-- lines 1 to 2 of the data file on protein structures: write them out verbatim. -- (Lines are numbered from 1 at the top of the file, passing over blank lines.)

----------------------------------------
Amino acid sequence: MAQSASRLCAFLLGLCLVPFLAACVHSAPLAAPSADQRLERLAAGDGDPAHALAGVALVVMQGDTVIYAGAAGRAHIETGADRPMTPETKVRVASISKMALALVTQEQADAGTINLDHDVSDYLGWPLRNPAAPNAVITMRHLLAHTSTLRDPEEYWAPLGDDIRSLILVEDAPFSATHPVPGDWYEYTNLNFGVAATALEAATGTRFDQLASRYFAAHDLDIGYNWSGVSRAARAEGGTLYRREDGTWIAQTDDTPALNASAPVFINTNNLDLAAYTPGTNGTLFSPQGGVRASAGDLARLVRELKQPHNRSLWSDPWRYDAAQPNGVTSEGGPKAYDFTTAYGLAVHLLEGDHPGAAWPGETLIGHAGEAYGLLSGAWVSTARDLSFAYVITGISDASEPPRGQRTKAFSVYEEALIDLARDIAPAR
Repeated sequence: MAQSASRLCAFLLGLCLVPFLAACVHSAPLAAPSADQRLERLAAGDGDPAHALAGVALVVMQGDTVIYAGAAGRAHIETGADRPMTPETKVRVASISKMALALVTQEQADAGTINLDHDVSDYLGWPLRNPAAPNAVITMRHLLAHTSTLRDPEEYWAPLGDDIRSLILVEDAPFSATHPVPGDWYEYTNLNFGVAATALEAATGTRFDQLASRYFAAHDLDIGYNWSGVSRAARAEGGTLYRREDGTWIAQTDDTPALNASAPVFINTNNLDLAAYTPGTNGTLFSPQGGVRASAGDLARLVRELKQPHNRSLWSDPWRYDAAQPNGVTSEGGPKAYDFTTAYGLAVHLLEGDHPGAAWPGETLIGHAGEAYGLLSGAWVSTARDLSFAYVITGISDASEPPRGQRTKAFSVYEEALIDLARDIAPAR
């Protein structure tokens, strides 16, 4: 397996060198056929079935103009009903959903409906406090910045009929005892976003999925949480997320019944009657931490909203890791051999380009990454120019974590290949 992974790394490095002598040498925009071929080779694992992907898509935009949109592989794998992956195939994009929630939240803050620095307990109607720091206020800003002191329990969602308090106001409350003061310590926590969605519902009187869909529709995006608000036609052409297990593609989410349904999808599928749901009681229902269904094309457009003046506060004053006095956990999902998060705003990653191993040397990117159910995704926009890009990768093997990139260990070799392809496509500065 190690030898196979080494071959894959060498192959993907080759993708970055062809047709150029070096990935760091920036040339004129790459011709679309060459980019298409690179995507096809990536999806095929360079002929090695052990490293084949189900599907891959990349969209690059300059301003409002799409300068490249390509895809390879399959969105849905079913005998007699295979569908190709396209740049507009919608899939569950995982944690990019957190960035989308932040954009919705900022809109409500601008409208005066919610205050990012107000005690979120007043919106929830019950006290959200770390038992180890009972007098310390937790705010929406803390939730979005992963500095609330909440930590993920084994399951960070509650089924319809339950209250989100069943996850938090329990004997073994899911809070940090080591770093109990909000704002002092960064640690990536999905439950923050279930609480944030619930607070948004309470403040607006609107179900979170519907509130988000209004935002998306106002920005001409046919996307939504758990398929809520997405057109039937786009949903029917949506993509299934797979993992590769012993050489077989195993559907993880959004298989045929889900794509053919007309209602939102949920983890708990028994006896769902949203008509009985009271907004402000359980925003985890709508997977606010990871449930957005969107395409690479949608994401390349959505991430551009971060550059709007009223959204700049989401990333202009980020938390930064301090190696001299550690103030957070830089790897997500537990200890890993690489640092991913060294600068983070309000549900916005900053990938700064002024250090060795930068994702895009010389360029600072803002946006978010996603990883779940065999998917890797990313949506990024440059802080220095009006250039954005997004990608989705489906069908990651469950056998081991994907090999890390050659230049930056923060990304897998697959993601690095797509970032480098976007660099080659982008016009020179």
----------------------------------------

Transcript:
Amino acid sequence: MAQSASRLCAFLLGLCLVPFLAACVHSAPLAAPSADQRLERLAAGDGDPAHALAGVALVVMQGDTVIYAGAAGRAHIETGADRPMTPETKVRVASISKMALALVTQEQADAGTINLDHDVSDYLGWPLRNPAAPNAVITMRHLLAHTSTLRDPEEYWAPLGDDIRSLILVEDAPFSATHPVPGDWYEYTNLNFGVAATALEAATGTRFDQLASRYFAAHDLDIGYNWSGVSRAARAEGGTLYRREDGTWIAQTDDTPALNASAPVFINTNNLDLAAYTPGTNGTLFSPQGGVRASAGDLARLVRELKQPHNRSLWSDPWRYDAAQPNGVTSEGGPKAYDFTTAYGLAVHLLEGDHPGAAWPGETLIGHAGEAYGLLSGAWVSTARDLSFAYVITGISDASEPPRGQRTKAFSVYEEALIDLARDIAPAR
Repeated sequence: MAQSASRLCAFLLGLCLVPFLAACVHSAPLAAPSADQRLERLAAGDGDPAHALAGVALVVMQGDTVIYAGAAGRAHIETGADRPMTPETKVRVASISKMALALVTQEQADAGTINLDHDVSDYLGWPLRNPAAPNAVITMRHLLAHTSTLRDPEEYWAPLGDDIRSLILVEDAPFSATHPVPGDWYEYTNLNFGVAATALEAATGTRFDQLASRYFAAHDLDIGYNWSGVSRAARAEGGTLYRREDGTWIAQTDDTPALNASAPVFINTNNLDLAAYTPGTNGTLFSPQGGVRASAGDLARLVRELKQPHNRSLWSDPWRYDAAQPNGVTSEGGPKAYDFTTAYGLAVHLLEGDHPGAAWPGETLIGHAGEAYGLLSGAWVSTARDLSFAYVITGISDASEPPRGQRTKAFSVYEEALIDLARDIAPAR